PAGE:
Gobble Gobble 4/8 Glasslands Brooklyn Review

By Sophia Hepheastou

After seeing so many shows it’s hard to get excited especially when you’ve been listening to a band’s MySpace 24/7. It’s even harder when none of your friends want to check said band out—it’s almost like a battle. You have to keep defending this little known band and describing how awesome they are—that is until you see them live and you are truly blown away. Seeing Gobble Gobble live, was like that. I felt like I had just plugged my finger into an electric socket—I was recharged.

Curious to see what their like—check out their MySpace: http://www.myspace.com/leatherjowels, it’s filled with animated furby .gifs, kaleidoscope colors, creepy looking animated romans statues, a hand sculpture, and various other “hey I just invented the internet” animations. It’s actually entertaining and after seeing them live I can say I “get it”. Venture over to their music and you’ll be infected—their riffs are so catchy. That’s basically what happened to me—I was intrigued. I stalked the band’s page eager to see when they would come to New York from Canada (their homeland). I even emailed their publicist to see what the guys were up to.

Fast forward about 6 months and my bestie at The Audio Perv, who I basically would not stop telling to check out Gobble Gobble, was able to hook me up to check them out at Glasslands in Brooklyn. I could not contain my excitement, I responded “of course” in caps, to you know, show my excitement.

I arrived at Glasslands and I couldn’t contain myself, I convinced a friend to come who had never even heard of the band, I promised it was going to be an epic show. The first two bands were eh—I can’t even really remember their names, they were a bit too experimental for my tastes. Once Gobble Gobble started to set up—I knew this was going to be an unforgettable experience– all of the bands’ equipment was set up directly on the venue floor. They were 2 inches away from the audience mob. Finally ready, the guys started their shtick. At 12AM the venue was completely dark and out of nowhere lead singer, Cecil (he has a really interesting hairdo) came out with a pair of white wings and these glow stick gloves where he started tantalizing the audience like some sort of Edward Scissorhands meets E.T., singing a slow number. The music then went full blown crazy when the other three members of the band ran out wearing these tutus with shorts and basically running through the crowd with tambourines and drums and other instruments wanting people to get involved.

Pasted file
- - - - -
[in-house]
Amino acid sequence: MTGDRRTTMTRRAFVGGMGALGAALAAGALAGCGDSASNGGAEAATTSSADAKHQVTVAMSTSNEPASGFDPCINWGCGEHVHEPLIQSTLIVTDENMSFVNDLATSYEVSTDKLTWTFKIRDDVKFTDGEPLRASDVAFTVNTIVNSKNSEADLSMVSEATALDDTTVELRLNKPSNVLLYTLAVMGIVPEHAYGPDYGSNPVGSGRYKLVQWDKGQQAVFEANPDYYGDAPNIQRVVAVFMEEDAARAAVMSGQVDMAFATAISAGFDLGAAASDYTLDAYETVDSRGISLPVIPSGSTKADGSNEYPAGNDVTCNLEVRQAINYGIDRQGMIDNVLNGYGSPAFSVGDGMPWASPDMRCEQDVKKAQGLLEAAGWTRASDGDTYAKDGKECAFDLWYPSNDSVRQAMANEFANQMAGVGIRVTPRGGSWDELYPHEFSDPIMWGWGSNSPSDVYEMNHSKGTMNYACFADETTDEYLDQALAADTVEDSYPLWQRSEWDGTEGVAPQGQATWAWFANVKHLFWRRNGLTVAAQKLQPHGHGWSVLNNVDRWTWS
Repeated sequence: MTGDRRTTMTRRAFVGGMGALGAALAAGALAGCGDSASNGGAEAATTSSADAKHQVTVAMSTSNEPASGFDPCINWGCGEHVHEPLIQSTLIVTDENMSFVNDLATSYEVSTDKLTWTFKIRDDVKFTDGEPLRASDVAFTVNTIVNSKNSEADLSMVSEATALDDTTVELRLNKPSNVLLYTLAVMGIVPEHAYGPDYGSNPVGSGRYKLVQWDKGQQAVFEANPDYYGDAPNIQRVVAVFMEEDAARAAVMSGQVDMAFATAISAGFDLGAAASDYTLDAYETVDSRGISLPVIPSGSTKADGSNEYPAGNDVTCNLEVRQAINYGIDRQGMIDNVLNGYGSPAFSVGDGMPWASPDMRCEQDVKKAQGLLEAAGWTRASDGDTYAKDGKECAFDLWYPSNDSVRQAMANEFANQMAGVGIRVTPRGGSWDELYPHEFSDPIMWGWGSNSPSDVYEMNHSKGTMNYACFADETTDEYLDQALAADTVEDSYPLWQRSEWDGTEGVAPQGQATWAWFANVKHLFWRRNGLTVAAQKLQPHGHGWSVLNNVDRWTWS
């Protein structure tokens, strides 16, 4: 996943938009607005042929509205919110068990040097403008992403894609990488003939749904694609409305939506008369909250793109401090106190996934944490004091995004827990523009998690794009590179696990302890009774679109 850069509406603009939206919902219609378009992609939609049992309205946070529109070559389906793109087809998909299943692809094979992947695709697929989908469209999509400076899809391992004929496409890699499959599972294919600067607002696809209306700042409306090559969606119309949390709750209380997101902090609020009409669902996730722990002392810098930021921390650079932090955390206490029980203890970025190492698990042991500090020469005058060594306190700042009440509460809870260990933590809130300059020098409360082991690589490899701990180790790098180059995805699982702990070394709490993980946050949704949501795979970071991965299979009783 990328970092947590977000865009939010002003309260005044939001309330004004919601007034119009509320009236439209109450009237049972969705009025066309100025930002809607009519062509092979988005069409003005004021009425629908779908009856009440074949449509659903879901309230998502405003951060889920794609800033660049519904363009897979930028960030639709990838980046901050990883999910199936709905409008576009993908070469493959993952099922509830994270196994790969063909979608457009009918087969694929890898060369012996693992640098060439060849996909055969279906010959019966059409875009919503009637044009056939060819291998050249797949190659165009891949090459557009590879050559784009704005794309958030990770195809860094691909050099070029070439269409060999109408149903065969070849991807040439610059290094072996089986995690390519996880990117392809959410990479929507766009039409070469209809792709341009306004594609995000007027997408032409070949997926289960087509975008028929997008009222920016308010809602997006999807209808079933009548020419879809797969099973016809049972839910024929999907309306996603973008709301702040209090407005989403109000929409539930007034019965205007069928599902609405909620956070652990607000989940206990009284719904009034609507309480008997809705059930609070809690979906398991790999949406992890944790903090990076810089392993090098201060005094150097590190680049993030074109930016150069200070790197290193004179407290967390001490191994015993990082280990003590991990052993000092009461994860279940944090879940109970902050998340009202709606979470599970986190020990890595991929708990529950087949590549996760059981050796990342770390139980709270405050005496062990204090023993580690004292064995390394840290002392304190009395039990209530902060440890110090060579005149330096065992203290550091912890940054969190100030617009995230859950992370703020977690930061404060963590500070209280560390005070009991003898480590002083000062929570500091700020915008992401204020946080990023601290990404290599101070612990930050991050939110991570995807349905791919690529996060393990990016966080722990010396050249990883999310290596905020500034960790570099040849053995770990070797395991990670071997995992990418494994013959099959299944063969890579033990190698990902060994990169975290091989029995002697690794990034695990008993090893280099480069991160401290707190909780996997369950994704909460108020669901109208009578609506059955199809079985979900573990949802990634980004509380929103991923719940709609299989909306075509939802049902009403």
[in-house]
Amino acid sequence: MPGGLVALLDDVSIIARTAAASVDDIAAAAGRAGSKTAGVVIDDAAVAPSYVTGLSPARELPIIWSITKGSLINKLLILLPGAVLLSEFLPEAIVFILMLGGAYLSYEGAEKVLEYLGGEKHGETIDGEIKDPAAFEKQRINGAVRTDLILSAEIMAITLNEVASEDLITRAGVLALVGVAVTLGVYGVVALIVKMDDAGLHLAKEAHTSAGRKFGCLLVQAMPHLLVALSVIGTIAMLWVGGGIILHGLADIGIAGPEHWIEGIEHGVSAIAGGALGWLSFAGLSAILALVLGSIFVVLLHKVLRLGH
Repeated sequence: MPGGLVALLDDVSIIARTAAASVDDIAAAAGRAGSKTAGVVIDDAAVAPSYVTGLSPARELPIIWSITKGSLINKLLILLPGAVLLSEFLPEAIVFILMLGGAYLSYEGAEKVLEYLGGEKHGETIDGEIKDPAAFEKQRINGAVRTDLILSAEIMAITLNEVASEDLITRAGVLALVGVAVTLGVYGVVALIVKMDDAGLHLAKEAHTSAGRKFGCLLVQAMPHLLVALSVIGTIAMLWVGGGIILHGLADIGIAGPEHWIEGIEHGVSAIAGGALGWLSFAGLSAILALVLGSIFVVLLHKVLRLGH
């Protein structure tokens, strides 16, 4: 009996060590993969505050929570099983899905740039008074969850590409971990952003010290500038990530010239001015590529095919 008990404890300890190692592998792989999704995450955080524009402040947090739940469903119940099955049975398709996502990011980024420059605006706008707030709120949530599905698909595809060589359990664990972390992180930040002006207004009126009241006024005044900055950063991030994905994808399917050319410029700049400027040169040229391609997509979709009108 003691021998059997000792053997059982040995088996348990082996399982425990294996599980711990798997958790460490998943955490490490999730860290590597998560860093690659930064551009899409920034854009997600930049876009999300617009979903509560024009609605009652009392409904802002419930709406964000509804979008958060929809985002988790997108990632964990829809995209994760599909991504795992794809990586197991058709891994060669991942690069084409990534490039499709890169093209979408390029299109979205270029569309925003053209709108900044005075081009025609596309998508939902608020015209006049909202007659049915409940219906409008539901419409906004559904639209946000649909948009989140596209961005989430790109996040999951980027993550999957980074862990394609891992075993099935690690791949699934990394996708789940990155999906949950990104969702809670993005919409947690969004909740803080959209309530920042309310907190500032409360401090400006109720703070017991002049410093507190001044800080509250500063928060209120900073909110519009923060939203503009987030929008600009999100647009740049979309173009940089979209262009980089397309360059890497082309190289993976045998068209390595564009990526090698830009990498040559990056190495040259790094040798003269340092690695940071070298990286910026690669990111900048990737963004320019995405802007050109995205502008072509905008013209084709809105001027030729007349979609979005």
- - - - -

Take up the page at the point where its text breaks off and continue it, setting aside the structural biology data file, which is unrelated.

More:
The music stands alone—the production is great and builds an unexplainable draw to listeners, especially their notable tracks- “Lawn Knives,” “Wrinklecarver,” “Eat Sun Son,” and “End of Days.” At the start everyone, even myself were a bit confused—were we supposed to dance, watch the performance, or participate with the props? The band at one point even had shovels, a leaf blower, a spaceman sheet creation, a fake ear, human body props, tutus, stilts, circus pants, a giant tent, confetti. It was Sensory Overload, but I was in love. Everyone was dancing and smiling and just going apeshit. It was awesome.

Sadly though everything comes to an end, and for their last track the group played a joke and started to cover House of Pain’s “Jump Around,” then segued into the Pixies’s “Where is My Mind?”. Gobble Gobble’s layered effects and shrill vocals, paired together, completely altered the track, and in a lot of ways made it better—it was unbelievable live. The show culminated with flashing lights, synth overload and a general euphoric feeling to everyone who had just spent 45 minutes of pure dance fun—it also didn’t hurt that there was a giant tent floating over everyone’s heads.

Seeing Gobble Gobble live was everything and more than what I expected. It was one of the best experiences of my life. I will definitely be checking them out again the next time they are in NY. I also think they have something a lot of artists lack—true creativity. They stand completely alone in a music world that is filled with clichés, and personally I think their interactive approach to performing is the future of music. I left the show with an ear-to-ear smile, and that’s what counts at the end of the day. Cheers!

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